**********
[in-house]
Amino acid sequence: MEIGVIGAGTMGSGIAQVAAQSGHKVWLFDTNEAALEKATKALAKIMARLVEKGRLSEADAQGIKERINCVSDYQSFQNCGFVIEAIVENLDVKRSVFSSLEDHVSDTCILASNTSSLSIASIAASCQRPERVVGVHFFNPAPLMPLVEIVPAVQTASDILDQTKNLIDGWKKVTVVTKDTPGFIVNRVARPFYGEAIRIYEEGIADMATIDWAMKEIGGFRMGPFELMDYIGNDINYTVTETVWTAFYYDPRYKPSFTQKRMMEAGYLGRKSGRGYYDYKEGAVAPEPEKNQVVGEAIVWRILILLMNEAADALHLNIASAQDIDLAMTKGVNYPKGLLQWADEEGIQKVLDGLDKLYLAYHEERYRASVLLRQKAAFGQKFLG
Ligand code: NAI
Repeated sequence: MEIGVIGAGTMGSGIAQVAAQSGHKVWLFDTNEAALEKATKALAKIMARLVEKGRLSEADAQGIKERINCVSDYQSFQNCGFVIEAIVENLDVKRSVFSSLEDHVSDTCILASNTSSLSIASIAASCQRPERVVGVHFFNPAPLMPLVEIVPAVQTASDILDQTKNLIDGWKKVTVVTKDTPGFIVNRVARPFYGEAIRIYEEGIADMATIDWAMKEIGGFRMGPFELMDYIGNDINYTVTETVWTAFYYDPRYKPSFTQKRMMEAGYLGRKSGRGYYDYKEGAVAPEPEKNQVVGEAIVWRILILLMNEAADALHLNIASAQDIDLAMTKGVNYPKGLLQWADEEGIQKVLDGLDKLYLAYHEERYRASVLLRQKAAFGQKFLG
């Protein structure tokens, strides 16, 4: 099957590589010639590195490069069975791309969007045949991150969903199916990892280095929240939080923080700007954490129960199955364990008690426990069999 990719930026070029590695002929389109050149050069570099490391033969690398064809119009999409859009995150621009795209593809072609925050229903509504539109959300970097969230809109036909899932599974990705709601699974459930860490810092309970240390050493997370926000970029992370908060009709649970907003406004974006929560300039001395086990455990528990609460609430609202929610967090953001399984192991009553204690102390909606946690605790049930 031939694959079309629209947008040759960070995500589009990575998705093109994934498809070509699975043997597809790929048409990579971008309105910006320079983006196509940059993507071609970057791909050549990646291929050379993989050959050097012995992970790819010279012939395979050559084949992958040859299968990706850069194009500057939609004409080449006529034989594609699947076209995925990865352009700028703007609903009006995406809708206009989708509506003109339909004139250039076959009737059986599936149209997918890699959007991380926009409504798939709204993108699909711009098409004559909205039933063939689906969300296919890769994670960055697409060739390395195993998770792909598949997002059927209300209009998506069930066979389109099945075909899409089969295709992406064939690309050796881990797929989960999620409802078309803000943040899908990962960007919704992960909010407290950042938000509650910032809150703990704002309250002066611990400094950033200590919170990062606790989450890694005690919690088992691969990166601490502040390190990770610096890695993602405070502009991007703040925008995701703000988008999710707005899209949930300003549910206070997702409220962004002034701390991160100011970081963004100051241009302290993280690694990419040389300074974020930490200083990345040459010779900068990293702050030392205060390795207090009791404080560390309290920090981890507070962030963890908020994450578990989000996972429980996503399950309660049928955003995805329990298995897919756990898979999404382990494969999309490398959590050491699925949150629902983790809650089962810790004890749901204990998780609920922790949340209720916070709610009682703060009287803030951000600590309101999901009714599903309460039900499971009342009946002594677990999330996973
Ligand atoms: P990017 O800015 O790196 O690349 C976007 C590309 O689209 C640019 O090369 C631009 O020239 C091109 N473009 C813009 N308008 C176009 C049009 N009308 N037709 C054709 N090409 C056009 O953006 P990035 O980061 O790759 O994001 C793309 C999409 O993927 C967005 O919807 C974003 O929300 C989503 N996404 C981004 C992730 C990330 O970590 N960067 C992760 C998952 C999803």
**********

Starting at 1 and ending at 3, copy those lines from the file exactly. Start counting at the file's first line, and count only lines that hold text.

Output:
[in-house]
Amino acid sequence: MEIGVIGAGTMGSGIAQVAAQSGHKVWLFDTNEAALEKATKALAKIMARLVEKGRLSEADAQGIKERINCVSDYQSFQNCGFVIEAIVENLDVKRSVFSSLEDHVSDTCILASNTSSLSIASIAASCQRPERVVGVHFFNPAPLMPLVEIVPAVQTASDILDQTKNLIDGWKKVTVVTKDTPGFIVNRVARPFYGEAIRIYEEGIADMATIDWAMKEIGGFRMGPFELMDYIGNDINYTVTETVWTAFYYDPRYKPSFTQKRMMEAGYLGRKSGRGYYDYKEGAVAPEPEKNQVVGEAIVWRILILLMNEAADALHLNIASAQDIDLAMTKGVNYPKGLLQWADEEGIQKVLDGLDKLYLAYHEERYRASVLLRQKAAFGQKFLG
Ligand code: NAI